flower-girls

Flower girls through the ages, and how to add a little originality to yours!

February 17, 2015

Your flower girl, perhaps the cutest little person at your entire ceremony, plays a very important, prominent role in the wedding procession. Aside from looking adorably pretty in her special flower girl dress as she makes her way scattering petals along the aisle, having a flower girl is a great way for a bride to involve the youngest generation of the family on the big day. Her tiny flower girl equivalents throughout the ages played a similar part, but just how did they come about?

Flower girl power

The history of flower girls was first documented way back in the times of the Ancient Romans, but many scholars believe that they have been part of the wedding ceremony from the very start.  

There is sufficient evidence to suggest that flower girls, during those Roman times, walked down the bridal path carrying heads of corn and throwing herbs before the bride's feet in an effort to promote fertility. What's more, such items meant a great deal to the people of those times, as, alongside fertility, they also symbolised prosperity. 

The flower girl became a mainstay of the wedding precession as times progressed. In the Middle Ages, the world's population was deeply superstitious and worried constantly about evil supernatural beings. Thus, garlic replaced the flower girl's wheat and herbs of earlier times, as it was thought that the strong-smelling bulb would ward off wicked spirits from the ceremony. 

It wasn't until the Elizabethan Era (1558-1603) that the flower girl actually became armed with flowers, of a sort. During this period, young girls would lay a trail of petals from the brides home all the way to the church (if it wasn't too windy!), and would also carry the bridal cup, which would look resplendent in its myriad of colourful ribbons and flowers.

The modern flower girl 

It was during the 19th century that flower girls largely became similar to the little cherubs that we see today. They started to carry bunches of flowers or wicker baskets full of petals, wearing flowered crowns that were intended to match the shape of the wedding rings. Of course, this is largely what the modern-day flower girl does, but her activities can sometimes go beyond simply looking adorable!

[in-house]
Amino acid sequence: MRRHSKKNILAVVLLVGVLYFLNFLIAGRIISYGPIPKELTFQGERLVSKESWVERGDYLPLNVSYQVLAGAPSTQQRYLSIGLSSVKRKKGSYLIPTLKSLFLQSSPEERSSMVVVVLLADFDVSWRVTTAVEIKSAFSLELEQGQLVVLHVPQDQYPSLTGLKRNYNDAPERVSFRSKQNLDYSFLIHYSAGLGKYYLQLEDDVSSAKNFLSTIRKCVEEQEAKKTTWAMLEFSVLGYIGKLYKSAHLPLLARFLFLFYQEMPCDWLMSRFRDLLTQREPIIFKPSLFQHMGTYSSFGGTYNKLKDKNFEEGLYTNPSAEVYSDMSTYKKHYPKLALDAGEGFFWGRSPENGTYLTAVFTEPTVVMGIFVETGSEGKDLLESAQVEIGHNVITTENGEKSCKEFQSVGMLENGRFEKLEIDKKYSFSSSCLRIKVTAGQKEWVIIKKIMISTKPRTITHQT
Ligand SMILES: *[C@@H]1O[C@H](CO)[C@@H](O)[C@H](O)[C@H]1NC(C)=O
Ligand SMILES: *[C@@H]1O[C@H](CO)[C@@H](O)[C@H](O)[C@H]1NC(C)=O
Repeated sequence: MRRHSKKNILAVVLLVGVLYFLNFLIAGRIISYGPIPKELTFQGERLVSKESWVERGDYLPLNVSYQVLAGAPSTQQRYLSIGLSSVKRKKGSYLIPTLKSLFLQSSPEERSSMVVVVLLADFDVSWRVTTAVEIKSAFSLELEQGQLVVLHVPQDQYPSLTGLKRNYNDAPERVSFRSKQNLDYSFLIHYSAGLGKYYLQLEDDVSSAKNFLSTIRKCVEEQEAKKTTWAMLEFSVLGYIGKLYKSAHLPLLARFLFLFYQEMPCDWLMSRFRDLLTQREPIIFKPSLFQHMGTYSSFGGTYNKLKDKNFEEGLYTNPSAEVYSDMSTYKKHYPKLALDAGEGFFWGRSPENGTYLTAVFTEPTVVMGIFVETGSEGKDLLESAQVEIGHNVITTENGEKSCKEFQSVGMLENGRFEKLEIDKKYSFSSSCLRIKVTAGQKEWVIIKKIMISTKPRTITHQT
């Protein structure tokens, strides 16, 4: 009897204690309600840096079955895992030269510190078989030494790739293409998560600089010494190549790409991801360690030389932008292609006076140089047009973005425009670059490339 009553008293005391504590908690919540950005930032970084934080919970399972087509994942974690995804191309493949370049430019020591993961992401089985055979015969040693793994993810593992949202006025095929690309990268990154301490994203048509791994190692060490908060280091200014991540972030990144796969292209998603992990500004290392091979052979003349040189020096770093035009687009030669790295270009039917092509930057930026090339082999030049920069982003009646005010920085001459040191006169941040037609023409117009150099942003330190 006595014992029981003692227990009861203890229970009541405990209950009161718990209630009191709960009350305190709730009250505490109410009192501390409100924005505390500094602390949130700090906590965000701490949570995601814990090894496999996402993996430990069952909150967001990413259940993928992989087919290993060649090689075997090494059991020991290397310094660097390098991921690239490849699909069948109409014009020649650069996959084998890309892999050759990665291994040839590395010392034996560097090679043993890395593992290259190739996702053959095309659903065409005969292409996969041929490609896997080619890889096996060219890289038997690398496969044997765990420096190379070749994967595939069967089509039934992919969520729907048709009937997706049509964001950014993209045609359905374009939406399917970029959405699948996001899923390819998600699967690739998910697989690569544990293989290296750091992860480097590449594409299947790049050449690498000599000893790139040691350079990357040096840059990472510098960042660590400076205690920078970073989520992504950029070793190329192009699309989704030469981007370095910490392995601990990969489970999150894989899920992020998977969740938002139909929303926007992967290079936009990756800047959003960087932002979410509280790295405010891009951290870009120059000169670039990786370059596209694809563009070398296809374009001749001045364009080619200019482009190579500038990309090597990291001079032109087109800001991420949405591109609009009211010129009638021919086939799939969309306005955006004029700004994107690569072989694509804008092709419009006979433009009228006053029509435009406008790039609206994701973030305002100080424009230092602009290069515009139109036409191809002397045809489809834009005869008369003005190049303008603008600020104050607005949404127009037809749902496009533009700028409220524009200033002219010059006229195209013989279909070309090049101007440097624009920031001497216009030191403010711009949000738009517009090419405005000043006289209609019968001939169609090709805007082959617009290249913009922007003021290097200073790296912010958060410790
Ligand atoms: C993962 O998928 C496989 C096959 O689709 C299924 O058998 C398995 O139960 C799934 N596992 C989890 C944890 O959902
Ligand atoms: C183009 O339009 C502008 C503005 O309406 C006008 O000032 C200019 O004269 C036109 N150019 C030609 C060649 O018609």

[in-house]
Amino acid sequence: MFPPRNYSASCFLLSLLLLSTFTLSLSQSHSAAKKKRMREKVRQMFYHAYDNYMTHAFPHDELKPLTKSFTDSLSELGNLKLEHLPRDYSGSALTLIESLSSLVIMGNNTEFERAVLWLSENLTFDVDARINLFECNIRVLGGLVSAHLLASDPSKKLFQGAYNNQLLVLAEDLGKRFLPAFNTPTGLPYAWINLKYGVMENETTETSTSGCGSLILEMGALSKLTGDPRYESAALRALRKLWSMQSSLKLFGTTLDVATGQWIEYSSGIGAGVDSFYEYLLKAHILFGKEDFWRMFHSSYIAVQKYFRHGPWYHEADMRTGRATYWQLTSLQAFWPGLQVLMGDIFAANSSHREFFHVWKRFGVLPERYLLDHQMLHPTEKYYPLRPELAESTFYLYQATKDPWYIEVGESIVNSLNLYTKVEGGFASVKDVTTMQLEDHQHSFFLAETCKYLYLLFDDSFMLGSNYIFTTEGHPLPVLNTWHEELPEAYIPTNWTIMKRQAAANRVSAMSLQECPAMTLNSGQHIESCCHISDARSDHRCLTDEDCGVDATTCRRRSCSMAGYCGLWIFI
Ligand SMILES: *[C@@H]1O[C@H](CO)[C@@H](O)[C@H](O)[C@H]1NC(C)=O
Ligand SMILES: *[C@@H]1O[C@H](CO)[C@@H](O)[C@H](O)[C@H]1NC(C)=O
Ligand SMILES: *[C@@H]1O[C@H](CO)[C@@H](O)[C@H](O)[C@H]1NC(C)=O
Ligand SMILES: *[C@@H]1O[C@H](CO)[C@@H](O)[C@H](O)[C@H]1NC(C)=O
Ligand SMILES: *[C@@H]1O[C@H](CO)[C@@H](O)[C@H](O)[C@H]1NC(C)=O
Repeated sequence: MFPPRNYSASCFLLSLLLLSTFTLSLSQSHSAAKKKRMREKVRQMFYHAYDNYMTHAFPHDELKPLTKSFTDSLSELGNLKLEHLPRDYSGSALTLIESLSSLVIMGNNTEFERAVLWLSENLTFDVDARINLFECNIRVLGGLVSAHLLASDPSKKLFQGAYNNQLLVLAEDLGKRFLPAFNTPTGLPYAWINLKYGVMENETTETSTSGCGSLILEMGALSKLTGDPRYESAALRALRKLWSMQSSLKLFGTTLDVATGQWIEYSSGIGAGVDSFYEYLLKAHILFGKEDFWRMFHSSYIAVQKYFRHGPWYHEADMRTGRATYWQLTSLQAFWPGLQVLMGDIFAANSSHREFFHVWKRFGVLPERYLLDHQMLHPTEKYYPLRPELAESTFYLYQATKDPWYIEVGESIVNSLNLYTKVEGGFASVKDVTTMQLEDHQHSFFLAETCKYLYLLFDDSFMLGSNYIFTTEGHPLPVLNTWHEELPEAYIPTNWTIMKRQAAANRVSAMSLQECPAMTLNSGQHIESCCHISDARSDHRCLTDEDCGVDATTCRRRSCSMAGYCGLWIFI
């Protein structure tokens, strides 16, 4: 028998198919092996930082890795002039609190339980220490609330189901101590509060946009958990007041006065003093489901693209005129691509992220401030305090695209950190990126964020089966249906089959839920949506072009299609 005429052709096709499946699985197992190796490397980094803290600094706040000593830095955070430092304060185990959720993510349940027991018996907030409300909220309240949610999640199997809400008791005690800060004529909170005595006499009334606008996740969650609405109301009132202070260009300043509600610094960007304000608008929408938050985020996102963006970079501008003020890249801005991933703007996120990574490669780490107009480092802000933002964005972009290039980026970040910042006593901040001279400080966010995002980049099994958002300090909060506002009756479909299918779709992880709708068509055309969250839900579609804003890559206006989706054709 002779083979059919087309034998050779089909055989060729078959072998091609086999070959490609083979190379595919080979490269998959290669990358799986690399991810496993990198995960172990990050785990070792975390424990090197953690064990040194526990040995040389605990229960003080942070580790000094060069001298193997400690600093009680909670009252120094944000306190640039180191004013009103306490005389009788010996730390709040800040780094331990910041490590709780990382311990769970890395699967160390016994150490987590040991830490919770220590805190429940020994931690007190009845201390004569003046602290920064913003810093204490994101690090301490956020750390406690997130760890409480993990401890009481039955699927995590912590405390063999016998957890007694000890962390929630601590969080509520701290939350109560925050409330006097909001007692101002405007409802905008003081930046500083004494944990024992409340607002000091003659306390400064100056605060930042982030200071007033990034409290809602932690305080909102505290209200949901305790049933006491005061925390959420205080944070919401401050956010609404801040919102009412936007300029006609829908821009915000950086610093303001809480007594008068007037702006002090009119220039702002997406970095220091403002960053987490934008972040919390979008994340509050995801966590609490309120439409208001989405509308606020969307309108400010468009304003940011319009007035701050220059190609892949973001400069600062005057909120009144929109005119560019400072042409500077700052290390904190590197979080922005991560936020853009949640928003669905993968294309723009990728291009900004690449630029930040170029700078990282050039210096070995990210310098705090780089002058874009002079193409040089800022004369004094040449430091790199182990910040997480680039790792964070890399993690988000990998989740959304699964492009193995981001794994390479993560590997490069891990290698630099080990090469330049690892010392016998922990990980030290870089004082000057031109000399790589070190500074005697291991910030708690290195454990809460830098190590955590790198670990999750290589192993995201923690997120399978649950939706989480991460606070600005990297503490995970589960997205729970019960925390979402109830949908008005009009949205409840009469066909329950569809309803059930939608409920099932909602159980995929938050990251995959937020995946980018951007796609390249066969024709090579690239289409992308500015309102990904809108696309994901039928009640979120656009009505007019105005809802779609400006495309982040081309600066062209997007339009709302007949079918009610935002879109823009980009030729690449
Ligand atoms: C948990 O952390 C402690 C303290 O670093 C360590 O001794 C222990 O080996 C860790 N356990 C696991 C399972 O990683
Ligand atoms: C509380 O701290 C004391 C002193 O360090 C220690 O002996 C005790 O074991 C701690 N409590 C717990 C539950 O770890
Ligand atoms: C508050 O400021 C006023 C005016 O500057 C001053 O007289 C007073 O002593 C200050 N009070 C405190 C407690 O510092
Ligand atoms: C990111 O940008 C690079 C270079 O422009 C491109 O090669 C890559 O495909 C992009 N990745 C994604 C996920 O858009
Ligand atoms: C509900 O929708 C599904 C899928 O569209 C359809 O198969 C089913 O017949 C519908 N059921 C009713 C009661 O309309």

Flowers and frocks

The style of flower girl dresses varies, but it is often the case that their frock is similar in colour to that of the the bride's. White, pale and pastel hues are especially popular, and Eternal Weddings has a huge range of both bridal and flower girl attire. By visiting our Melbourne showroom, our expert assistants can help you choose exactly which wedding dress will be perfect for you, as well as matching it with the flower girl frock that will complement it beautifully. 

Traditionally, the parents of the flower girl are the ones who pay for her dress and other trinkets, but that doesn't mean that you should stay completely out of proceedings. Far from it – it's important to confer with her parents so that you are singing from the same hymn sheet. To this end, you should try and hit a fairly consistent style between your entire wedding party, from yourself all the way to your little flower girl. 

However, you can have a little more fun with your flower girl with regards to accessories, and it will be exciting for her too! There is a great range of hair adornments, from tiaras to kooky flower arrangements, that you can decorate her pretty little head with, and a huge range of bouquets, wreathes and petals for her to carry. You could even go against the grain and give your flower girl a lovely ribbon wand, or even lovingly crafted signs that display suitable messages – 'Here comes the bride' or simply 'love.'

No matter how your flower girl dresses and whatever she is accessorised with, one thing is sure: she's certain to be the belle of the ball, after you of course!